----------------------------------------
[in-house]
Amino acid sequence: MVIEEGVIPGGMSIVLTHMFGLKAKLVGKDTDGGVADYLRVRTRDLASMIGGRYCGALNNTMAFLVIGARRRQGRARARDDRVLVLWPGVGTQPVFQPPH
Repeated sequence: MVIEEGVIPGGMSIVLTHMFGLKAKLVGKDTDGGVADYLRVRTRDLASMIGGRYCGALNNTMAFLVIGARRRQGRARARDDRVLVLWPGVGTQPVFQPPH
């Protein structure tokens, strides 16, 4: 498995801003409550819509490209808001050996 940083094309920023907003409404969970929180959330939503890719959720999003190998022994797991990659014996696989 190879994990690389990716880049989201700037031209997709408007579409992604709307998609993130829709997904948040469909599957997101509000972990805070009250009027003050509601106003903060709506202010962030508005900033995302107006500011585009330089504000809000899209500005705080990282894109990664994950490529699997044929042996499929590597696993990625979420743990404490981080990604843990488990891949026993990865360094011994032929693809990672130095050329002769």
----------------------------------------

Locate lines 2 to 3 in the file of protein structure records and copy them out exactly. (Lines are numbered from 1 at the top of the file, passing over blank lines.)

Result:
Amino acid sequence: MVIEEGVIPGGMSIVLTHMFGLKAKLVGKDTDGGVADYLRVRTRDLASMIGGRYCGALNNTMAFLVIGARRRQGRARARDDRVLVLWPGVGTQPVFQPPH
Repeated sequence: MVIEEGVIPGGMSIVLTHMFGLKAKLVGKDTDGGVADYLRVRTRDLASMIGGRYCGALNNTMAFLVIGARRRQGRARARDDRVLVLWPGVGTQPVFQPPH